Personality: Karla Lacey-Minors

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She goes by the name Chef Karla. Her mission: to teach Sacramento kids how to cook. 

A dozen chefs are working in a commercial kitchen in South Sacramento. Like synchronized swimmers&emdash;moving in near silence and perfect coordination&emdash;they are preparing a mouthwatering lunch for 40: Chinese chicken, shepherd’s pie with potato cheddar crust, garden salad, lime yogurt cake and zucchini cupcakes with cinnamon cream-cheese frosting.

The remarkable part of this ordinary scene is that all of the chefs are younger than 12.

They dutifully wash their hands. They calmly wield knives to slice bread and chop vegetables. They deftly handle dough destined to be delicate biscuits. And, occasionally, they ask the woman running the kitchen for guidance:

How many desserts are we making?

Are we doing a basic place setting?

One of the potatoes has brown and black spots. What do I do?

Welcome to Jr. Chef Camp, a nonprofit cooking program for kids ages 10 to 15.

The creator of the year-round program is 46-year-old Karla Lacey-Minors, who left a corporate banking job in Bermuda in 2003 and less than a year later started Karla’s Kitchen Table, a series of cooking-related programs in Sacramento.

At first, Lacey-Minors ran a personal chef business, preparing meals in the homes of people who couldn’t cook for themselves or had special needs: a woman allergic to wheat products, for example; a new mother exhausted from the rigors of parenthood; a woman recovering from anorexia and bulimia; a man recuperating from an illness and in need of a major diet change.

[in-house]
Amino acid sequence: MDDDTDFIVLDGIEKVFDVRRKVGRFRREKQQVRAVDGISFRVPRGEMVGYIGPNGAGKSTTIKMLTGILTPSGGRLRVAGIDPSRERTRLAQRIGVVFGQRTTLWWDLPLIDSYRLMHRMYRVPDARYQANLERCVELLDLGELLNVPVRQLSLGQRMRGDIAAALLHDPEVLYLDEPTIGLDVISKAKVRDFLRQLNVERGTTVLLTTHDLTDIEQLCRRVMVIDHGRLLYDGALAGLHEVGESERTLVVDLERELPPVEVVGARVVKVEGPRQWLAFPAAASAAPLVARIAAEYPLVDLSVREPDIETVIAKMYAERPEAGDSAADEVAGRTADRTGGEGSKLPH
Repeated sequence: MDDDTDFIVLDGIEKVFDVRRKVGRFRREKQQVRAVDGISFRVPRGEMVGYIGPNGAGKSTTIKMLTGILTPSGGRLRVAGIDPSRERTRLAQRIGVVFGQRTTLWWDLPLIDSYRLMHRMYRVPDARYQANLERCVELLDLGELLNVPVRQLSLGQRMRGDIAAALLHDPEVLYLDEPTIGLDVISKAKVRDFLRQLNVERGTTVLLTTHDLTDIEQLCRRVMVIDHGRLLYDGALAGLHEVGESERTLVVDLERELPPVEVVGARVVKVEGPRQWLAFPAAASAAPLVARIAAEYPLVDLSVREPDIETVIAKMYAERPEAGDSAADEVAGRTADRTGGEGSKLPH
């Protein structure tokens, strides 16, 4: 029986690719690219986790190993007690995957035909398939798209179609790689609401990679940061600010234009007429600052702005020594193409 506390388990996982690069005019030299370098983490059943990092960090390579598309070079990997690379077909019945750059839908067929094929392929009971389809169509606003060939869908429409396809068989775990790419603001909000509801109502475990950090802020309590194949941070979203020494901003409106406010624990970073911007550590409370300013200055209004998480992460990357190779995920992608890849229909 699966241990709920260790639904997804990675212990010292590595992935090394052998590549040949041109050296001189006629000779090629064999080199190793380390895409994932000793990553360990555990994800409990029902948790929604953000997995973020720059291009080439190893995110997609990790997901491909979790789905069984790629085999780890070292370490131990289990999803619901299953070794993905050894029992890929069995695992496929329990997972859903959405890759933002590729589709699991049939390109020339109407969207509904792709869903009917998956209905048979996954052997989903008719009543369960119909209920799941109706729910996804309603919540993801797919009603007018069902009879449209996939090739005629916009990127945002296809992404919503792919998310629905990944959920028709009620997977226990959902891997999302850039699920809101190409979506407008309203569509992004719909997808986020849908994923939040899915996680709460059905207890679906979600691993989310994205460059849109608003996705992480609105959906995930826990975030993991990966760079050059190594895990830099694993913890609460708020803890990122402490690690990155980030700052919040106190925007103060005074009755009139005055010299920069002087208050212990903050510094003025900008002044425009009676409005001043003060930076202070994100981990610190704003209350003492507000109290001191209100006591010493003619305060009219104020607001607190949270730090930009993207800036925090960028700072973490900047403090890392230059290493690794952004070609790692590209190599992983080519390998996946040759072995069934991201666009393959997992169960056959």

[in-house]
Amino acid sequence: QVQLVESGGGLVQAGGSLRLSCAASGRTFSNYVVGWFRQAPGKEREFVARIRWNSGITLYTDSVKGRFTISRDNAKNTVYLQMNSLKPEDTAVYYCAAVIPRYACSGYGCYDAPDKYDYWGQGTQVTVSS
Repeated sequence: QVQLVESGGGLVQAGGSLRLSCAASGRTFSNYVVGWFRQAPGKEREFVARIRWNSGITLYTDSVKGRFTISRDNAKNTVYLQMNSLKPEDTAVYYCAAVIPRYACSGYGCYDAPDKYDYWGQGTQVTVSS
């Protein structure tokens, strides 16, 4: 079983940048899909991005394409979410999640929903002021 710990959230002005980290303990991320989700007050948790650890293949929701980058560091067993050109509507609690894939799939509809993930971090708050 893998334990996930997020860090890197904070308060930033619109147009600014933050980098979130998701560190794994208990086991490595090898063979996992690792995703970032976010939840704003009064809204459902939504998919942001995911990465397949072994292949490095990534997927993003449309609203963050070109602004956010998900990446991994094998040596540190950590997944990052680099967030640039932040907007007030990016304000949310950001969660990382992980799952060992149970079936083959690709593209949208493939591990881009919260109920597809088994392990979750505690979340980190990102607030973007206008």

Cooking for people in such fragile conditions was gratifying, Lacey-Minors recalls, but a bigger desire was percolating that she couldn’t quite articulate.

All the while, Lacey-Minors shared the alarm of so many adults watching the rising rates of obesity and diabetes among the young. Lacey-Minors&emdash;accustomed to inferior produce in Bermuda because of long shipment times&emdash;was especially confounded that overweight children and regular fast-food dining existed in California, a place where superior fruits and vegetables are abundant.

I remember waiting to pick up my daughter from a gymnastic lesson once. I was looking at all these overweight kids . . . and I thought, ‘I’m surrounded by people who don’t look healthy,’ Lacey-Minors says. How can this be in a place like California, which is the fresh-food bowl of America?

And so she started Karla’s Kitchen Table, a company that includes her highly popular cooking camps for teens and preteens.

The five-session programs are held on weekends during the school year, on weekdays in summer. (The cost: $225.) Participants gather at the Antioch Progressive Family Life Center in South Sacramento, where they learn basic and advanced cooking skills from the woman they call Chef Karla.

The kids learn knife safety; how to set a table; the importance of food labels; how to cut a whole chicken; best shopping practices at a grocery store; how to browse and buy intelligently at farmers markets; how to create a menu on a budget; the basics of nutrition and the food pyramid; and, finally, how food grows by touring an organic urban farm.    

 

Ultimately, Lacey-Minors’ goal for her students is even grander than all those skills combined.

I want kids to know that no matter who they are&emdash;their language, race or culture&emdash;with every other child in this world they have one thing in common: They all eat, she explains. They can always connect with others on the planet through food.